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April 2, 2005 - The New Zealand Herald (New Zealand)

Accused Aussie Drug Runner Battles From Behind Bars

By Greg Ansley

Return to Drug War News: Don't Miss Archive

An extraordinary drama is gripping Australia as a woman fights for her life in a Balinese court against a backdrop of conflicting emotions and suspicions, drug syndicates, diplomatic relations and even natural disaster.

Schapelle Corby, a 27-year-old student of beauty therapy, faces charges of drug trafficking that, if proven, could put her in front of a firing squad. In jail since October last year, Corby is now awaiting a verdict after her defence wrapped up its case in sensational style this week.

Corby's plight is far from unique: three Australians have been executed in Asia for trafficking in drugs, others have a death sentence hovering over their heads, and most of the almost 200 Australians at present in foreign jails are there because of narcotics.

But Corby has touched the Australian psyche, generating an increasing tide of public and media support, convincing a Gold Coast millionaire to bankroll her defence, generating expressions of sympathy from Prime Minister John Howard, and prompting intervention at senior Government levels.

The case has also elicited unusual public comment by the Australian Federal Police, prompted an investigation into a hitherto unsuspected domestic drug route through the nation's airports, and publicly identified its alleged ringleader -- who, in reply, appeared on television on Thursday night to deny the charges, reportedly for a fee of A$15,000 ($16,200).

On the internet, three websites have been created to champion Corby's freedom, and opinion in online forums is overwhelmingly in her favour.

Such has been the strength of feeling in Australia that the Indonesian Embassy in Canberra -- disturbed by what has been emerging as a popular assault on the integrity of its country's justice system - issued a press statement warning that "trial by press and insisting on hearsay evidence will only weaken Ms Corby's case".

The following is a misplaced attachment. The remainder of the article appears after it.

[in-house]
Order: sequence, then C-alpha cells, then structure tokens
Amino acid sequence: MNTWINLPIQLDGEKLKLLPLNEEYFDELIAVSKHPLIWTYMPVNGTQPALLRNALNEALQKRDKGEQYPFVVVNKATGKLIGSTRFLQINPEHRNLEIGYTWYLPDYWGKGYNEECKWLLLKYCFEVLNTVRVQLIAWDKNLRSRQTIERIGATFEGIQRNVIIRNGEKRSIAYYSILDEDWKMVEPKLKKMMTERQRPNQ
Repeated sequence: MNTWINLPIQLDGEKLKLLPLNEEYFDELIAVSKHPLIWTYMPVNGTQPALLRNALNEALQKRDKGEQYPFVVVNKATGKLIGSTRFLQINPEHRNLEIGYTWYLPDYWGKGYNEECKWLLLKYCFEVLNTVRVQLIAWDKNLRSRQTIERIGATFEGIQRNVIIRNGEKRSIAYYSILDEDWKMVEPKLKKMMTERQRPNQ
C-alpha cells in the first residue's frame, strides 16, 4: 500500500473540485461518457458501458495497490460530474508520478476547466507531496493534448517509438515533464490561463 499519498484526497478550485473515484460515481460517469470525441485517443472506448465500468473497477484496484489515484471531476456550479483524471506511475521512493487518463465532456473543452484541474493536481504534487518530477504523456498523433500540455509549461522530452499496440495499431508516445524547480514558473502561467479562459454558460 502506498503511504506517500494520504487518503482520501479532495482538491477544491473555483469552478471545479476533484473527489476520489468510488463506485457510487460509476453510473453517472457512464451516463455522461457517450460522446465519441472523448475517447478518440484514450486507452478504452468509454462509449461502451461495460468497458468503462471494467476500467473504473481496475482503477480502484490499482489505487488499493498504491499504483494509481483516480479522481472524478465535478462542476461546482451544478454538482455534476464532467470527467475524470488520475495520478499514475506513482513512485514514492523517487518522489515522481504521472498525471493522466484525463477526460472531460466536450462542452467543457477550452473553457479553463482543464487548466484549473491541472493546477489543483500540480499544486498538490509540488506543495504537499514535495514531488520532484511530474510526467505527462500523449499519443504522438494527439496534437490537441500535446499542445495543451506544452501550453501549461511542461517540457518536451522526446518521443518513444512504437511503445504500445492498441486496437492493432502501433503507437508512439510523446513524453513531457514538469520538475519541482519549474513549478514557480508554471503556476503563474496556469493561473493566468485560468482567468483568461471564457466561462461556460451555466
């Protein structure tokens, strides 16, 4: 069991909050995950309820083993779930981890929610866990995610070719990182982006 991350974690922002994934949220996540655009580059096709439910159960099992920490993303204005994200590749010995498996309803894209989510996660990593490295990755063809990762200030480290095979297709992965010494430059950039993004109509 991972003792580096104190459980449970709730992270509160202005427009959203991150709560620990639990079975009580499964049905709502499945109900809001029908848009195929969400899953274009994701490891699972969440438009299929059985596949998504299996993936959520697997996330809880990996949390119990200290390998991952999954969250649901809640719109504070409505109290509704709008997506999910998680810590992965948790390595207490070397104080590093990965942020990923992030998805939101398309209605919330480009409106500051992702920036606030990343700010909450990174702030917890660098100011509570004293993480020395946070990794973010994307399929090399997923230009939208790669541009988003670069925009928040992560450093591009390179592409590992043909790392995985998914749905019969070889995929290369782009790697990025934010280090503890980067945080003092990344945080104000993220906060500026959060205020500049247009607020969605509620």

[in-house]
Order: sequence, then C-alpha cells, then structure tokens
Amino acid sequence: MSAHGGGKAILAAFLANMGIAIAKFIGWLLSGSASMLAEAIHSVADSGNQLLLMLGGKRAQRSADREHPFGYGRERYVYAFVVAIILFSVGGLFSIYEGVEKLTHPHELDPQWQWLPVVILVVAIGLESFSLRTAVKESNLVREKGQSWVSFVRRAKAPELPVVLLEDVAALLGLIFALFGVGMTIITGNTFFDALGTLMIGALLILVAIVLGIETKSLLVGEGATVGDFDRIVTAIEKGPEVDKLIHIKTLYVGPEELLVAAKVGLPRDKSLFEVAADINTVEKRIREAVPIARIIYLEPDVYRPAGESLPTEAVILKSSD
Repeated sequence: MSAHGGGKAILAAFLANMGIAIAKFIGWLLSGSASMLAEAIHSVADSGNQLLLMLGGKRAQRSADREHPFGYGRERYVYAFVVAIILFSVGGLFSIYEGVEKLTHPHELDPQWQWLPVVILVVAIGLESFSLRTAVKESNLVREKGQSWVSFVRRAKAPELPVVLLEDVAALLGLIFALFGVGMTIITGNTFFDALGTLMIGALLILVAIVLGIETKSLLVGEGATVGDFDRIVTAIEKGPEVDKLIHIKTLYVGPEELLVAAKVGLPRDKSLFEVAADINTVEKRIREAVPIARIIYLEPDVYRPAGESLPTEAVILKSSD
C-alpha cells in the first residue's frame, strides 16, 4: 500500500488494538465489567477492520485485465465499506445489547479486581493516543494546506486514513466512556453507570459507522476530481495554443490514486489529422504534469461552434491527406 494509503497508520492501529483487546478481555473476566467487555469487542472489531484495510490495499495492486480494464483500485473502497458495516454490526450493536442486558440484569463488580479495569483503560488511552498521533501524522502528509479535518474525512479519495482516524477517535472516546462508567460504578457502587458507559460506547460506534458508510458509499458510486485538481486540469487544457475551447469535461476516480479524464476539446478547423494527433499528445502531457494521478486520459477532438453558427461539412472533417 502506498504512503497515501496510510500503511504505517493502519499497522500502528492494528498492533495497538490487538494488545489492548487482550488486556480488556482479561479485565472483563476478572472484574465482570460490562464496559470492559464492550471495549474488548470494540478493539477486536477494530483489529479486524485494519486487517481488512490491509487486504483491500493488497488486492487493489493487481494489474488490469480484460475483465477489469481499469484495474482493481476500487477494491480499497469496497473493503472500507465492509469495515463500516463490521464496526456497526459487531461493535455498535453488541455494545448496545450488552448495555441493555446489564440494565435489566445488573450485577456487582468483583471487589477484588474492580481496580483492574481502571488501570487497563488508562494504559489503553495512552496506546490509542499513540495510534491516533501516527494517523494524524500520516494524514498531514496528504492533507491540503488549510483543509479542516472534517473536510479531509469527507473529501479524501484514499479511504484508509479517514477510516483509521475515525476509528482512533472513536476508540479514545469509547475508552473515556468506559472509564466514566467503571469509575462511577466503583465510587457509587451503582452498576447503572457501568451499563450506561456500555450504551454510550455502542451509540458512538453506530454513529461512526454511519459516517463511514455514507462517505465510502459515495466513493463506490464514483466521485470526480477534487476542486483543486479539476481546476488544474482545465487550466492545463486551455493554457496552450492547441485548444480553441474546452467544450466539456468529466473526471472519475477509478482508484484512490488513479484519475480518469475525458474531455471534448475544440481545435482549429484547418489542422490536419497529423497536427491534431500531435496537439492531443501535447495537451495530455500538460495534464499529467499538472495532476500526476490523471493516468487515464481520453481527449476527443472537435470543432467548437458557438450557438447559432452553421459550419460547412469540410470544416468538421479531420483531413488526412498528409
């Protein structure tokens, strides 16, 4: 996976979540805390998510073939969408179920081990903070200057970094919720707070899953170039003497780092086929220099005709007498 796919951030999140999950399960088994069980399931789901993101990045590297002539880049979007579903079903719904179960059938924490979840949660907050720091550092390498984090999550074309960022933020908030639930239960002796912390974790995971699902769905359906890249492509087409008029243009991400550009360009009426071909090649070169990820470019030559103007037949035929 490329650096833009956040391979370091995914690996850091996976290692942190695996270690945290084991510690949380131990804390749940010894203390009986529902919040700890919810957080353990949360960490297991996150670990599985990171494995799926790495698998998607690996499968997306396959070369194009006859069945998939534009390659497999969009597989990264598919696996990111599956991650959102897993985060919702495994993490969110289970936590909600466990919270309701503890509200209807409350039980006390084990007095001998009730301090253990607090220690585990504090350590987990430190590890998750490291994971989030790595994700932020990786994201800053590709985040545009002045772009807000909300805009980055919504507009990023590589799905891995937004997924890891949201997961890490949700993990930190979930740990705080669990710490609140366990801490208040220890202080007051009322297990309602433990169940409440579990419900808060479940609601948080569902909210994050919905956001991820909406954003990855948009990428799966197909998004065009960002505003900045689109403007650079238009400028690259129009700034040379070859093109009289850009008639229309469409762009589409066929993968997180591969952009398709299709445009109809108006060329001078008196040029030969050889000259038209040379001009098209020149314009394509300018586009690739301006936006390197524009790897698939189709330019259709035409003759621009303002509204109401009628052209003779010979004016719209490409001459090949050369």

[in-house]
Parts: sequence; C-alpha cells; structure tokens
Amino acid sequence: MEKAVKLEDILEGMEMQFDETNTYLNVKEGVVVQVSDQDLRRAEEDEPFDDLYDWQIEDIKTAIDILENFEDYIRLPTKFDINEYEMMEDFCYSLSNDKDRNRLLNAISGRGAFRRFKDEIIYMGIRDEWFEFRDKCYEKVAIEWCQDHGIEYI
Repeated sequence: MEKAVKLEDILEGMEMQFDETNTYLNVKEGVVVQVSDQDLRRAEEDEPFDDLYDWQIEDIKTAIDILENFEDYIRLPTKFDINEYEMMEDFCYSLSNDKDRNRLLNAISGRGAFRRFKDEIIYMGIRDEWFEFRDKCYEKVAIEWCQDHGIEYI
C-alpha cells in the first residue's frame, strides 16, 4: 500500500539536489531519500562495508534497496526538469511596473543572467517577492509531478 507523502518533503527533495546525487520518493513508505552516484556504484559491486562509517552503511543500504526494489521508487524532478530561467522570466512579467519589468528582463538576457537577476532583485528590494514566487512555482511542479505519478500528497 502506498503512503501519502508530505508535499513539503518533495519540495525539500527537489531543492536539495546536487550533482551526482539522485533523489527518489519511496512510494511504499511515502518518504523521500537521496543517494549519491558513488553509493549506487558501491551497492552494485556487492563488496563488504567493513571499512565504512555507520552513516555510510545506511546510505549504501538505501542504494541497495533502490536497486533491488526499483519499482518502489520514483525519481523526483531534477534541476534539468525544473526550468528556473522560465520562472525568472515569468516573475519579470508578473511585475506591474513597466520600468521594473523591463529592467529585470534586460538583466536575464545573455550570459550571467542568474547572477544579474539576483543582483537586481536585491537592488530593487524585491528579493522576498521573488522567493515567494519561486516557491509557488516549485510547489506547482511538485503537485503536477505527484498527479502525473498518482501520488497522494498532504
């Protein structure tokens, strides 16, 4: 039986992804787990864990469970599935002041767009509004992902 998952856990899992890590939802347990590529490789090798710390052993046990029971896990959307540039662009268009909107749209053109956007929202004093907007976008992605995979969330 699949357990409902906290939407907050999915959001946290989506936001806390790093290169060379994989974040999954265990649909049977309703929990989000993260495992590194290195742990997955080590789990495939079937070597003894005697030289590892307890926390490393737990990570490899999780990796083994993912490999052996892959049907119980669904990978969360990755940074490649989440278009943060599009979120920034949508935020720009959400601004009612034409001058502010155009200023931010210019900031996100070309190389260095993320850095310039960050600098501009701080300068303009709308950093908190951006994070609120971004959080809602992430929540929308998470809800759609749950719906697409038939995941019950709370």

The bare facts of the case are simple. Corby arrived at Bali's Denpasar airport last October for a holiday with her sister Mercedes, who is married to an Indonesian and lives on the island.

With her she carried a boogie board, packed in a protective cover. When customs officers opened the cover, they found a large package containing 4.1kg of cannabis. Corby readily admitted that it was her luggage, but vehemently denied any knowledge of the illicit cargo. Corby has since been in custody in Krobokan prison, charged with trafficking.

Under Indonesian law this crime ranks with the assassination of the President, terrorism, piracy causing death and premeditated murder.

Amnesty International last year estimated that at least 30 prisoners were on death row for drug-related crimes, including 20 foreigners. Last year, an Indian and two Thais were executed for trafficking, a fate that Corby could also face if convicted.

Her defence rests on the claim that the drugs were planted in her bag by a syndicate that used airport staff to stuff illicit consignments into the luggage of unsuspecting passengers after it had been checked in, and remove it at the other end before the bags were collected.

Her lawyers argue that somehow the chain broke down and Corby's bag was loaded on to the flight to Bali before the cannabis could be removed.

Television coverage of a tearful and visually wholesome Corby has aroused sympathy back home.

There is a wide belief that no one could be as stupid as to loosely pack a power of dope into an easily opened boogie board bag and try to sneak it into a country that is inherently suspicious of surfers, and which openly warns visitors that possession of any substantial amount of drugs will mean death.

In all its travel advice, and even in its passports, the Australian Government also warns travellers against drugs: "In some countries ... drug offences carry the death penalty or life imprisonment. Don't assume 'soft' drugs carry milder penalties. Penalties even for marijuana or alcohol can be severe."

Corby has also embodied the lurking fear in most travelling Australians of being thrown into Third World jails for crimes they did not commit, a fear that Corby's potent media machine has capitalised on.

The hub of this machine is a self-made, Gold Coast millionaire, Ron Bakir, who was so touched by her plight that he opened his chequebook and honed his considerable flair for publicity on Corby's behalf.

Bakir, who owns a chain of mobile phone stores and goes by the by the name of Mad Ron, has set up a legal team to backstop Corby's Indonesian counsel and has lashed Canberra for its perceived failure to act adequately on her behalf.

Bakir enlisted the heavyweight support of Bond University professor Paul Wilson, one of Australia's foremost criminologists, and former New South Wales drug squad detective Bruce Griffen, who both flew to Bali to express their belief that Corby did not fit the profile of a drug smuggler -- or even a drug user -- and was innocent.

Supporting Bakir and a generally sympathetic media is a grassroots movement that starts with the Help Free Schapelle fund set up by long-time family friend Jodie Power and continues with websites and internet forum debates.